Never Invite a Writer to Dinner

It recently occurred to me that inviting a writer to your dinner party can be a dangerous thing. Writers’ minds don’t work like everyone else’s. When non-writers get together, the conversations move from topic to topic, with opinions being expressed and views exchanged, and at the end of the evening, everyone goes home saying what a great time they had, and didn’t So-and-So look fabulous, and wishing they’d asked the hostess for that sinfully rich chocolate soufflé recipe.

Put a writer in the mix and you have a literary wolf in sheep’s clothing (or in this case, designer jeans and a sparkly top) just waiting for a clue to be dropped.

Case in point, I was recently out with a group of friends, one of whom besides myself was a writer, and the conversation bounced along nicely until the writer happened to mention something she had seen during her vacation and WHAM! Our minds grabbed onto it and we said those fateful words, that would make a great book!

At this point, there are two things a writer can do. She can shelve the idea and continue being part of the conversation, though she may stray slightly by reaching for her phone, a notepad, a piece of paper, or a napkin (paper variety only please) and jot down a few ideas, but for the most part she remains an active participant in the evening and the host and hostess think kindly of her after she leaves.

The second thing a writer can do…is disengage. This is far more likely if there are two writers at the table. When the rest of the guests move on to pros and cons of renting a villa in Tuscany, the writers stay where they are, actively engaged in hashing out the next Great Idea. Because there’s something non-writers need to know about writers.

They feed off one another. They get excited about ideas, and though they don’t mean to be rude, they get caught up in the possibilities and start throwing out story scenarios. I call it living in the “what-if” world.

The other danger of inviting a writer to dinner is that you never really know what they’re thinking. I doubt many of them will come out and tell you they’re going to base a character in their next book on you, but the possibility always exists. So when you’re chatting about your brother’s crazy new girlfriend or your cousin’s messy divorce, you could be feeding their muse, and believe me, that little bitch is always hungry!

Writers love mysteries. They adore conflict and they relish passion. So what better place to get ideas for a story or a character than at a dinner party where a diverse group of people are sharing the ups and downs of their lives?

Writers. They can be a lot of fun…but invite them at your peril!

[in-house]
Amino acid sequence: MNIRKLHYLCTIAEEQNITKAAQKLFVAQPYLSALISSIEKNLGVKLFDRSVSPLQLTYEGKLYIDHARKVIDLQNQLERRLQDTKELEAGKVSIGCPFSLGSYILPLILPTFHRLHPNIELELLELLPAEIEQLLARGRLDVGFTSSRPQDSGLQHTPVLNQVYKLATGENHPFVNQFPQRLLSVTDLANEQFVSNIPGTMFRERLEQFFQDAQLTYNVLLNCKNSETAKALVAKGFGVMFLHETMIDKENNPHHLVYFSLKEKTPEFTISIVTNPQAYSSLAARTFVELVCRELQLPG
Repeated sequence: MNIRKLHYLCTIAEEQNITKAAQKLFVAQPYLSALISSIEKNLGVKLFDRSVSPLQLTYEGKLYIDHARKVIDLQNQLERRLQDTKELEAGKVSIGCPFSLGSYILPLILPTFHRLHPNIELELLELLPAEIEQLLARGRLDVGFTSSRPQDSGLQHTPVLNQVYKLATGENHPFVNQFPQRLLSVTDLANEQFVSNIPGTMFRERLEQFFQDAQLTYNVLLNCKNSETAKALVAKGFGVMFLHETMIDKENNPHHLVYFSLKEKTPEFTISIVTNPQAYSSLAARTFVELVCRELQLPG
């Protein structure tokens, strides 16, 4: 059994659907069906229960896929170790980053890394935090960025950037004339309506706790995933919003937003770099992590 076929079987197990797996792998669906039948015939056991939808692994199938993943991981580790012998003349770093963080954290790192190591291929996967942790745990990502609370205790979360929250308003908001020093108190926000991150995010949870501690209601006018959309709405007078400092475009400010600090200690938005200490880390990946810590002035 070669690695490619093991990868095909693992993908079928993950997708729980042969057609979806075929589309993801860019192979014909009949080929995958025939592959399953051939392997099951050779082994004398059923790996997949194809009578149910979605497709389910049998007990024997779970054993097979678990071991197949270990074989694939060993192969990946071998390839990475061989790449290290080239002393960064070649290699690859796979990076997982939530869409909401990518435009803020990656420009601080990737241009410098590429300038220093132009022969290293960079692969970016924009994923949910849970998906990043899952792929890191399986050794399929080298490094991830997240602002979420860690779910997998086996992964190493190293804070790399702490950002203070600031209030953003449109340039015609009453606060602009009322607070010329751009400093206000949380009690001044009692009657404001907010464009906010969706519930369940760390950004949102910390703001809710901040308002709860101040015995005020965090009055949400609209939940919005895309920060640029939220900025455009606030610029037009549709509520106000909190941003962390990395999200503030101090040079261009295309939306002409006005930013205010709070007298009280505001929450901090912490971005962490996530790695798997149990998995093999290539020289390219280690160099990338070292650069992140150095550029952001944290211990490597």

IMPROPER MISS DARLING, available now from Mills & Boon Historicals. Watch for NO OCCUPATION FOR LADY, coming October 2012.

 

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3 Responses

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  1. Bonnie Edwards
    Bonnie Edwards at | | Reply

    In self defense, I’ve recently been to two female only gatherings of more than 15 where I was the only writer. (there was 1 other who used to be a writer who is now an artist, and a fine one)

    Here are the questions/comments I got:

    1: I want to know about your sex life…yes, all of it. (tell me ALL about yours first you perv)

    2: how much $$ do you make? aka…wow…you must be doing well (hint, hint)

    3: Immediately after asking about my work: “well, of course, you should know I only read good literature.” To which I replied, “Well, you’ve been warned I write romance.” To which she said: “Of course, but I’ll read yours and let you know….”

    To which I responded: “Now, I’VE been warned.”

    Did I ask for her to “let me know?” No. What’s more, I couldn’t care less what she has to say: my editor loved my work enough to recommend it and take it through sales meetings, and edit it and work on cover art and…and….and…

    With any luck at all, I’ll never see this woman again.

    So, would I make a single writer navigate the waters of a gathering alone? No, I think from now on, I will try to have at least 2….it’s nice when someone has your back.

    Cheers!
    Bonnie

  2. Gail Crease
    Gail Crease at | | Reply

    Wow, you had a tough group there, Bonnie! I still find it funny that people figure someone who writes sex scenes must have a hot love life. My standard comment is always “do you have to kill someone before you can write a murder mystery?

  3. Bonnie Edwards
    Bonnie Edwards at | | Reply

    I’m always so stunned that I never think of this!

    Next time, I’ll try to remember it.

Please comment with your real name using good manners.

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